The "running WASM on the server" use case is pretty fun and applies to whenever you want to execute untrusted user code and limit its capabilities / resources, e.g. for plugins. For example, we use it in Seafowl  for user-defined functions, so does ScyllaDB . Cloudflare Workers  lets you deploy arbitrary WASM code at the edge and pay at high granularities just for the amount of time your function spends executing (e.g. 10ms is the limit for the free tier).
In addition, you can limit the amount of instructions  a certain subroutine is allowed to use up before halting.
Also, WASM subroutines can only call out to functions (including system calls) that you allow them to (they're sandboxed otherwise). By default, they can't open files / print to stdout, unless the module can import the relevant functions (which WASI  provides).
It's the rebirth of Java without the drawback of necessarily needing a runtime; write once in whatever (supported) language and run everywhere, if other platforms like OSes embrace the standard. The closest thing I've found is Flutter but that's only in Dart.
Another use case, imagine a single program mixing and matching many different languages because they all compile up WASM as a universal format. This already happens in the frontend web with so called microfrontends which basically let you write various components in React, Vue, Angular etc and it all compiles down to JS.
I personally think that WASM images will eventually displace (or merge with?) OCI images in server-side use cases. It remains to be seen if this will happen by the current OCI-focused stuff (Kubernetes mainly) adding capability for WASM apps or the WASM ecosystem developing its own parallel tooling of the same type (somebody coming up with "Kubernetes for WASM"). I think the latter has the possibility of being much cleaner, but there is a lot of momentum behind the former.
I think a big use case is running kernels/UDFs directly inside databases or data infrastructure systems. For example, . Imagine you need a custom function in postgres, but instead of implementing it in C and shipping a shared library, you would implement it in WASM.
Not if you care about side channels. There really aren't any good solutions here that let you safely run untrusted code in a shared address space. Yes, you can slap barriers behind every single branch and after every single store (memory ordering violations can cause mispeculations in straight line code!), but that's going to come with an enormous performance cost (academics regularly brag about inventing new mitigations with ""only"" a 20% performance overhead lmao). The only option we've really found is to make interesting secrets inaccessible (site isolation in Chrome, for example). Trying to shove all user applications into a flat address space would mean giving any application the ability to read arbitrary memory, which is not great.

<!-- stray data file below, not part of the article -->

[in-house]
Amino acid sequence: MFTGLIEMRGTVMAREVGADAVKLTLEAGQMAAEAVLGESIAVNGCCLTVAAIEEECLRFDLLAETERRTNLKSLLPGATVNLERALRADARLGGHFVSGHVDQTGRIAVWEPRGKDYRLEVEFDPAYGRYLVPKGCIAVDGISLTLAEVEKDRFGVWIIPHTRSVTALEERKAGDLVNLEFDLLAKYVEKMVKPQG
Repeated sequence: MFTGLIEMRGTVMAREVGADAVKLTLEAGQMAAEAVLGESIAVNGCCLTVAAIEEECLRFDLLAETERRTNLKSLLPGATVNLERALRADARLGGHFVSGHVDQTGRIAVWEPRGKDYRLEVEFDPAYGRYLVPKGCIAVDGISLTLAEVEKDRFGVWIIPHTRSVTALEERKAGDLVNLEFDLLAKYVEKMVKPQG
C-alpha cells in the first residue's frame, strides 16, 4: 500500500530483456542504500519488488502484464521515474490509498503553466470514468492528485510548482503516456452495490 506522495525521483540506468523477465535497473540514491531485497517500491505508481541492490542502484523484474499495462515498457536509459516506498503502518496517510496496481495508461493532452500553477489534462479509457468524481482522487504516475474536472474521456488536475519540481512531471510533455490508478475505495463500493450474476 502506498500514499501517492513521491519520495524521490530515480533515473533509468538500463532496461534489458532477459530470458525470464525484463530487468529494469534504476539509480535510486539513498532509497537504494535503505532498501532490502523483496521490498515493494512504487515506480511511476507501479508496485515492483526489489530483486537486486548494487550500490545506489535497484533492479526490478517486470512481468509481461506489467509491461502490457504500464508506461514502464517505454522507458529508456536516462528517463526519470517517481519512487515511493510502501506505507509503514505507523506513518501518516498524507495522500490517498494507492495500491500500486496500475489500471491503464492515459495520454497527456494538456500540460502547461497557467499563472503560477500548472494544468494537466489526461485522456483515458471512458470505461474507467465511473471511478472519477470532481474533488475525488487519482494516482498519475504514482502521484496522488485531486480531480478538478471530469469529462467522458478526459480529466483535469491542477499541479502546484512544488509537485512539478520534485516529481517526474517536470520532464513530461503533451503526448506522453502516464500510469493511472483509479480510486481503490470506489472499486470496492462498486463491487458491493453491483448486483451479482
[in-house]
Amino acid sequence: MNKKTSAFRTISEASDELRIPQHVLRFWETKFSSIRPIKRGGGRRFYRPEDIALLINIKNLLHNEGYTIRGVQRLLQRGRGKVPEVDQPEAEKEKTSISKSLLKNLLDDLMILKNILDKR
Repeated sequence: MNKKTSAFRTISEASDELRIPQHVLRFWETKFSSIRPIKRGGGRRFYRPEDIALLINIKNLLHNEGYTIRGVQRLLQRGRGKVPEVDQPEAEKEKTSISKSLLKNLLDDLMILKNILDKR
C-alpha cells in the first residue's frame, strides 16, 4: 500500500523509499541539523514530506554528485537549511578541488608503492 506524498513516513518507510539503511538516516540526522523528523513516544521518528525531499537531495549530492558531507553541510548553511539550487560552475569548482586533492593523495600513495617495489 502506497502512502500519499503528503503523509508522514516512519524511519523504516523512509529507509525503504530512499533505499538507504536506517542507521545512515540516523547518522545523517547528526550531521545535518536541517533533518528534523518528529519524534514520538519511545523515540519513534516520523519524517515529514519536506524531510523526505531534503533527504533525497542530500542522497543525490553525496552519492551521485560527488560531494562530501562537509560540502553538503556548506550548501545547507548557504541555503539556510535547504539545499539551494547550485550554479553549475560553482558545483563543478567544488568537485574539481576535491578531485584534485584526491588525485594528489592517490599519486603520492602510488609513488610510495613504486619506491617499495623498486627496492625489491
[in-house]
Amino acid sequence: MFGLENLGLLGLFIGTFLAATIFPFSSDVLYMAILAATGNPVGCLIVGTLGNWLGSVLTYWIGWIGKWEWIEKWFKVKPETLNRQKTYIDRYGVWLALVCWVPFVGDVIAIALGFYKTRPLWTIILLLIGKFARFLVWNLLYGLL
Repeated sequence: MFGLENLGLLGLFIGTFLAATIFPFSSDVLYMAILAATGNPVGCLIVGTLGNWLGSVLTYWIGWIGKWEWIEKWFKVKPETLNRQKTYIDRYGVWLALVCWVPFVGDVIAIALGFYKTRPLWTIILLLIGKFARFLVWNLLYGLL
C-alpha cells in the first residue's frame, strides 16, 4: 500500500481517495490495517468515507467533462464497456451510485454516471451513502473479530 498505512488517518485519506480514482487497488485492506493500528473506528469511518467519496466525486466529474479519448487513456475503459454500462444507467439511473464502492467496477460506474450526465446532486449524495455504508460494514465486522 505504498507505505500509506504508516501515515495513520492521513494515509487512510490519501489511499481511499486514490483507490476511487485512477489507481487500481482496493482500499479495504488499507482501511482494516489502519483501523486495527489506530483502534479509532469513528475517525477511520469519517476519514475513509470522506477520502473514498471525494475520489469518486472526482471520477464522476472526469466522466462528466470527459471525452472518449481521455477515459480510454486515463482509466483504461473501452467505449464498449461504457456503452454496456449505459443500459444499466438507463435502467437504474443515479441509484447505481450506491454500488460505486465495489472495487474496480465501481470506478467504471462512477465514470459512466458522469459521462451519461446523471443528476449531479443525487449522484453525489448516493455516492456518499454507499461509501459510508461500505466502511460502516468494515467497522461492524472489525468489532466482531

I think they just worded that poorly. I suspect their suggestion is not that you run with the MMU _off_ (as doing so would trash your perf anyways since everything becomes uncacheable!) but rather that you don't need to context switch the page tables, which can lead to some pretty decent performance gains given that you can (on some platforms) avoid TLB flushes. Nowadays though I seriously would not consider the page table switch to be a significant cost since (in ARMv8 anyways) you have ASIDs and so switching tables is just a single msr+isb.
Nope, I meant what I wrote.
You don't need an MMU, because you have no need for virtual memory or similar.
Checking an integer is within some bounds is a much simpler problem, and in some cases the check can be elided through analysis on the code.
unfortunately, then, you'll need new CPUs. You don't _need_ memory protection but CPUs today are built on the assumption that you are using it and have thus stapled many critical attributes about memory to it (such as cacheability and shareability).